February 4, 2004 | By: Haven Miller

At the University of Kentucky College of Agriculture food scientists are subjecting hamburgers, steaks and entire sides of beef to acids, flame, steam and ultra-cold temperatures to make these already safe products even safer.

The idea behind these experiments is to reduce normally occurring bacteria counts on meats to even lower levels.

“Every fresh food product has some level of bacteria on it which is usually harmless, but disease-causing pathogens also can be present and so if you reduce the bacteria count you increase the safety of an already safe product,” said Melissa Newman, meats researcher in the UK College of Agriculture.  “We refer to it as hurdle technology because the more hurdles you throw at bacteria the more likely the product is going to be safe.”

Newman and Benjy Mikel, Extension meats specialist, are using a variety of techniques to see which one is most effective at reducing microorganisms.

“By using any number of decontamination methods, such as organic acids, quick chilling, flame or steam, you can slow down or kill bacteria in the lower value cuts that typically go into ground beef products,” Mikel said.  “We’re also looking at which methods are most effective at removing bacteria from a beef carcass before it's cut up, and of course that would increase safety for the high value cuts as well as lower value cuts.”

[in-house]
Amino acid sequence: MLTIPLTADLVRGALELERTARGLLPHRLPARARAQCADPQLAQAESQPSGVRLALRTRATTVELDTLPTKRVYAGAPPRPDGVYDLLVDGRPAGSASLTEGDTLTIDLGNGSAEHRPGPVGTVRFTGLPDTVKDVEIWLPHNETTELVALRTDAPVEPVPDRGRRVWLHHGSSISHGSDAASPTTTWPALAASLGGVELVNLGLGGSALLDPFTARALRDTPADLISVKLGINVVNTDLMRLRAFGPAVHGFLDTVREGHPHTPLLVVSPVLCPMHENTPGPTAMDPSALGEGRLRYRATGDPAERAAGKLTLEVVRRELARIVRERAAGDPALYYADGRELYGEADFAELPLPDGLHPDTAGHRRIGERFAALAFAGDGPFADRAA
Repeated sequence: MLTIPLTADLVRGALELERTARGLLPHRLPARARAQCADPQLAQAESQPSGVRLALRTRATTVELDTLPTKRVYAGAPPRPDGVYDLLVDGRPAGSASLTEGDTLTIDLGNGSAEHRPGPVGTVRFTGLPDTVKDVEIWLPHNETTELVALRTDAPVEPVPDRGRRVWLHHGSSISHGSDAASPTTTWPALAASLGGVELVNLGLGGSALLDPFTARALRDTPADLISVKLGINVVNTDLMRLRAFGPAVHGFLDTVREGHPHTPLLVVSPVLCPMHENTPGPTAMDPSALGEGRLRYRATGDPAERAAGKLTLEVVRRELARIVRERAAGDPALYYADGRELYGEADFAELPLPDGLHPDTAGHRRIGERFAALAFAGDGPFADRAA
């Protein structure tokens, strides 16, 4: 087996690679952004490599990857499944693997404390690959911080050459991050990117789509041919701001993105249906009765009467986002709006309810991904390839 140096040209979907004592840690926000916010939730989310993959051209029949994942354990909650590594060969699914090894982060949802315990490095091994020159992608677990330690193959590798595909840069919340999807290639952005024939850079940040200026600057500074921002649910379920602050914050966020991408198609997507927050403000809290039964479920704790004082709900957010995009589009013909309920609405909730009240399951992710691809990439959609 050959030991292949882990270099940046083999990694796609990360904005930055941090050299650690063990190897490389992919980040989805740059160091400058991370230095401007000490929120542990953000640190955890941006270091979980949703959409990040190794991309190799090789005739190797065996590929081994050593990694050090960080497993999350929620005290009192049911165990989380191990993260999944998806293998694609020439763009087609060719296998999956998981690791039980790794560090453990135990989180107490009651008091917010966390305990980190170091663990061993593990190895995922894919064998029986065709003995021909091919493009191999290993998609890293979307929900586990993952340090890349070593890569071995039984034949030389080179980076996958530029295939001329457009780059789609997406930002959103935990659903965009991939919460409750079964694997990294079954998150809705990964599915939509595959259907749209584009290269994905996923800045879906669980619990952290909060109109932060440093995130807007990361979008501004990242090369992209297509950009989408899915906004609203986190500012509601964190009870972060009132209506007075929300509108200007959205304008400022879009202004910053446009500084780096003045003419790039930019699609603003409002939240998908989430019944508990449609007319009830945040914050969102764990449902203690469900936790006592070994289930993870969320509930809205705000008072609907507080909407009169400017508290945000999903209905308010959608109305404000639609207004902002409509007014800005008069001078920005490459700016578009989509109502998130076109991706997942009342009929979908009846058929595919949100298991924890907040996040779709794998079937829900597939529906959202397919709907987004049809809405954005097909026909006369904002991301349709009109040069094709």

The various methods, which are relatively inexpensive, are designed to be practical and usable for smaller-sized meat processing operations.

“These smaller processors wouldn’t have to buy a big, expensive piece of equipment or a lot of chemicals to do this,” Newman said.

In a typical on-site application an employee might be assigned to apply the flame or steam.  If the meat were an entire carcass, it probably would pass through some type of chamber while the decontamination was applied.

“As we determine the best treatment or methods we make that information available to our processors,” said Mikel, who noted these methods do not affect the food’s taste.

In addition to increased food safety, the decontamination methods also have the potential of making refrigerated meats last longer.

“Some bacteria contribute to a shorter product shelf life, so if you can include a step in the processing where you reduce or eliminate bacteria by the time it gets to the consumer it could stay fresh longer with proper refrigeration,” Newman said.

By determining which decontamination methods work best, the UK researchers hope to add value to beef products and benefit meat processors, retailers and consumers.


Source: Benjy Mikel, 859-257-7550